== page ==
We recognize that Facebook is an important tool for civic engagement, and that is why we take our responsibility for election integrity on our platform so seriously. We have been engaged on the issue of election integrity in Canada for many years. Following the last federal election in 2015, the Office of the Commissioner of Canada Elections noted that Facebook's “cooperation and swift action on a number of key files helped us to quickly resolve a number of issues and ultimately ensure compliance with the Canada Elections Act”. It is our full intention to be equally vigilant in the next federal election in 2019. As referenced by the chair, a copy of the entire letter from the Office of the Commissioner of Canada Elections to Facebook has been sent to the committee for your consideration.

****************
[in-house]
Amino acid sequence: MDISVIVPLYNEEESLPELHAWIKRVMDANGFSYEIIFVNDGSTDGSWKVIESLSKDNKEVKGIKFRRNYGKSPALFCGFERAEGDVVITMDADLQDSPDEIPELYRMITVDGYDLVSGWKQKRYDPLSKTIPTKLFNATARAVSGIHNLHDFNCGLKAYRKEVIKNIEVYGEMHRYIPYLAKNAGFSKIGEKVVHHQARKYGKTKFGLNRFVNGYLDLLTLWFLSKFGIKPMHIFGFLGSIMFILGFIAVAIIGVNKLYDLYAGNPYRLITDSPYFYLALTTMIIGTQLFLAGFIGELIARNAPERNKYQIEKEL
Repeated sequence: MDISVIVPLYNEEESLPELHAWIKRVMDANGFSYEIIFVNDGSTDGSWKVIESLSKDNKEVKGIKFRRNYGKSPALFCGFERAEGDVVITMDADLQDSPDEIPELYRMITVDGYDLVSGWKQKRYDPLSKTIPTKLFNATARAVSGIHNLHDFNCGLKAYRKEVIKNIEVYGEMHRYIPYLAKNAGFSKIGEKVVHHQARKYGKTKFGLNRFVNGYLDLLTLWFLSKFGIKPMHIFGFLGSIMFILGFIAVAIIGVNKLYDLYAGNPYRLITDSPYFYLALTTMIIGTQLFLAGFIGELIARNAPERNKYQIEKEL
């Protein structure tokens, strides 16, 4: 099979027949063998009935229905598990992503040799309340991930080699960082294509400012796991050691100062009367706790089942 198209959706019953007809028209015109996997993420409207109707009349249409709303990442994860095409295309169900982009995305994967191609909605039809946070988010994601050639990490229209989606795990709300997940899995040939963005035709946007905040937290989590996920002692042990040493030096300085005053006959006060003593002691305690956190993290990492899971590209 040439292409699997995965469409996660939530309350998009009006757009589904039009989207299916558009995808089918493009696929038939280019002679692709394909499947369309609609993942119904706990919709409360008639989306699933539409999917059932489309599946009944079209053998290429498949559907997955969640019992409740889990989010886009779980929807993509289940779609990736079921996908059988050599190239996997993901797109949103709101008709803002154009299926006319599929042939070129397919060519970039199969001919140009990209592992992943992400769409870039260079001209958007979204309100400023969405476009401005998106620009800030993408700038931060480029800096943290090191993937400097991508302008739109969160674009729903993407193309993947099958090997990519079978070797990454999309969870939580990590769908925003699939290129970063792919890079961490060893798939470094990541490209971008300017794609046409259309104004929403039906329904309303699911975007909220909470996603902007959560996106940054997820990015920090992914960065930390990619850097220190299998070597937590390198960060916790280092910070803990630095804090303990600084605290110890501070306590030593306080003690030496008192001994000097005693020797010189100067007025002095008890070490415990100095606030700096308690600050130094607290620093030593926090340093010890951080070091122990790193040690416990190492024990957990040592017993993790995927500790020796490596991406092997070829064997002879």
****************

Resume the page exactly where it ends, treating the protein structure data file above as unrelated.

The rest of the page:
As you may know, the Communications Security Establishment published last year a report outlining various cyber-threats to the next federal election and identified two areas that Facebook sees a role in addressing: one, cybersecurity—the hacking into the online accounts of candidates and political parties; and two, the spreading of misinformation online.